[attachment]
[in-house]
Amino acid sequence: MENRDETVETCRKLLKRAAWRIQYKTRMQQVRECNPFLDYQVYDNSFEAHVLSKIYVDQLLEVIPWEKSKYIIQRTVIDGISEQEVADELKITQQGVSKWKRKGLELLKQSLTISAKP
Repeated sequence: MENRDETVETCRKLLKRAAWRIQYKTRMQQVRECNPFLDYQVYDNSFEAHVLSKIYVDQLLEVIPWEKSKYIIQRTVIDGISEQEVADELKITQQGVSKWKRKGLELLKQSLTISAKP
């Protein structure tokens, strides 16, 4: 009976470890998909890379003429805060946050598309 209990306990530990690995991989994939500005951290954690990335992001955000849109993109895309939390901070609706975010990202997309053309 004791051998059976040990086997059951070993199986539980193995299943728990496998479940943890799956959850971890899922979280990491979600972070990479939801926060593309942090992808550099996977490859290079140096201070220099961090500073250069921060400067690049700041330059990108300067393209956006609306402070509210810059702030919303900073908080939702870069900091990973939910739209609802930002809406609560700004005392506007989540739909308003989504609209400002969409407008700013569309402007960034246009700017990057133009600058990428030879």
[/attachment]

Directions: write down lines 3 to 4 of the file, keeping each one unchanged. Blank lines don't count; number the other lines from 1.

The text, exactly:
Repeated sequence: MENRDETVETCRKLLKRAAWRIQYKTRMQQVRECNPFLDYQVYDNSFEAHVLSKIYVDQLLEVIPWEKSKYIIQRTVIDGISEQEVADELKITQQGVSKWKRKGLELLKQSLTISAKP
């Protein structure tokens, strides 16, 4: 009976470890998909890379003429805060946050598309 209990306990530990690995991989994939500005951290954690990335992001955000849109993109895309939390901070609706975010990202997309053309 004791051998059976040990086997059951070993199986539980193995299943728990496998479940943890799956959850971890899922979280990491979600972070990479939801926060593309942090992808550099996977490859290079140096201070220099961090500073250069921060400067690049700041330059990108300067393209956006609306402070509210810059702030919303900073908080939702870069900091990973939910739209609802930002809406609560700004005392506007989540739909308003989504609209400002969409407008700013569309402007960034246009700017990057133009600058990428030879």